Inuits may have the proverbial 50 words for snow, but futurists and forecasters are not far behind when it comes to labeling high-impact, low probability events. For a long time, it was acceptable to use phrases such as "wild card" to describe these factors which can unexpectedly influence or outright change the trajectory of events, such as an earthquake, radical technological breakthrough, pandemic, or sudden system failure.
The foresight community has worked with this idea long enough to have typologies and methods for sorting and comparing. Along came Nassim Nicolas Taleb to add another phrase to the pile with his book "The Black Swan: The Impact of the Highly Improbable," in 2007, which has dominated business and financial parlance throughout the Great Recession and recovery. The Game Changers project gave us X-Events (pdf) with their work in 2011. The National Intelligence Council's Global Trends 2030 report uses "game changers" (not to be confused with the project above) to refer to major uncertainties (slightly different, but same general function here). Now the World Economic Fund's 2013 Global Risk Report has thrown "X-factors" into the mix with the release of its annual study.
There have been a number of other terms used across professions, from foresight to risk management to defense. Though it was dismissed as a rhetorical flourish at the time, former US secretary of defense Donald Rumsfeld's "unknown unknowns" have experienced a resurgence in popularity recently in half-ironic nods to its efficacy as a descriptor for unanticipated events or factors. Responding to my comment about this issue, the helpful Twitterweb offered these additional terms for the pile, both serious and amusing.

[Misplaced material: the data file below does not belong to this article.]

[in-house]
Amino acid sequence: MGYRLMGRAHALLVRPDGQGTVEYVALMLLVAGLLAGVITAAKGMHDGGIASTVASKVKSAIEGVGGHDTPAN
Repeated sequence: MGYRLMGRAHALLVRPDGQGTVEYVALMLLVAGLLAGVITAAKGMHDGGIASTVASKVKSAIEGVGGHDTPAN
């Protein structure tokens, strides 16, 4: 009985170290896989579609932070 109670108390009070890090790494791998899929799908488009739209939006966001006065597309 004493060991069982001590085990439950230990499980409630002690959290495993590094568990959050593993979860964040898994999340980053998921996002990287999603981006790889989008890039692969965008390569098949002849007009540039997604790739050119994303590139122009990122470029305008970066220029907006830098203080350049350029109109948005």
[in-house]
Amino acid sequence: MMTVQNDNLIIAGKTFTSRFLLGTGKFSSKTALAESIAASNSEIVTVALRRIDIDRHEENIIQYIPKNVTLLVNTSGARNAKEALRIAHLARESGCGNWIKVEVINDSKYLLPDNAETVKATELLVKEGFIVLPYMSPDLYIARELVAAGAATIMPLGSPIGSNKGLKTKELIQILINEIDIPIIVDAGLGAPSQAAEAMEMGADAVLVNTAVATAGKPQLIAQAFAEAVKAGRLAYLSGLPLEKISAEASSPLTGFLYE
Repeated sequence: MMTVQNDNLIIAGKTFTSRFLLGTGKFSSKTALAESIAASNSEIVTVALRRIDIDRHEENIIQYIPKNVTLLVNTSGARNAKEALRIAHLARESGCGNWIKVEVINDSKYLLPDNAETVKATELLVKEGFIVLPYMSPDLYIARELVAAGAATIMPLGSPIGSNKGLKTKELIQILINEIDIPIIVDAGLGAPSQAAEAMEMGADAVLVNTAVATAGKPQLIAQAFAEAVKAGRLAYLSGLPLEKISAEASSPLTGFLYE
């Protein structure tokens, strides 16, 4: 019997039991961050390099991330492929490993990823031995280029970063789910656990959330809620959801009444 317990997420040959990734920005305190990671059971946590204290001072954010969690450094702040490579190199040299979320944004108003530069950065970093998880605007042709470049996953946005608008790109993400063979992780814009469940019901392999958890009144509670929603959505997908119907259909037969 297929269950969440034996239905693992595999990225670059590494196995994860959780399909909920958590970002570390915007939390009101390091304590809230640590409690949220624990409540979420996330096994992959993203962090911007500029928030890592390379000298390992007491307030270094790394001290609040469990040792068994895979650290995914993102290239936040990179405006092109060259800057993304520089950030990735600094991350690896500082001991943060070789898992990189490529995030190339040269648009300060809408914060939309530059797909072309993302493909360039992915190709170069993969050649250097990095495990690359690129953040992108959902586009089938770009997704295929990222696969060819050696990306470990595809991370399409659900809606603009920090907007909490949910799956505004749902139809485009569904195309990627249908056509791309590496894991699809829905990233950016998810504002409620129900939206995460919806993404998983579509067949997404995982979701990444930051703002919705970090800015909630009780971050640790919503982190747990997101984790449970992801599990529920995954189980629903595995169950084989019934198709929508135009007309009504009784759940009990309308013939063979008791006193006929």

Of course, these terms are not completely interchangeable, but some overlap heavily. An insurer's "Act of God" is a fund trader's "black swan" is a risk manager's "x-factor". It would be funny if it wasn't problematic (humorous submissions notwithstanding). With the "prospective community" so fragmented and not a little tribal, the proliferation of terms to describe such a critical component of strategic thinking is kind of scary—how do we value something we have a hard time agreeing the name of?
The pedant in me thinks there ought to be more taxonomic agreement so we are working with compatible terminology, even if we still have heterogeneous systems. Sadly, this is probably wishful thinking as the business consulting market rewards novelty over clarity (in the short term).
1/22/2013: A great piece was just posted by Helene Lavoix on Taleb and Black Swans. Recommended read.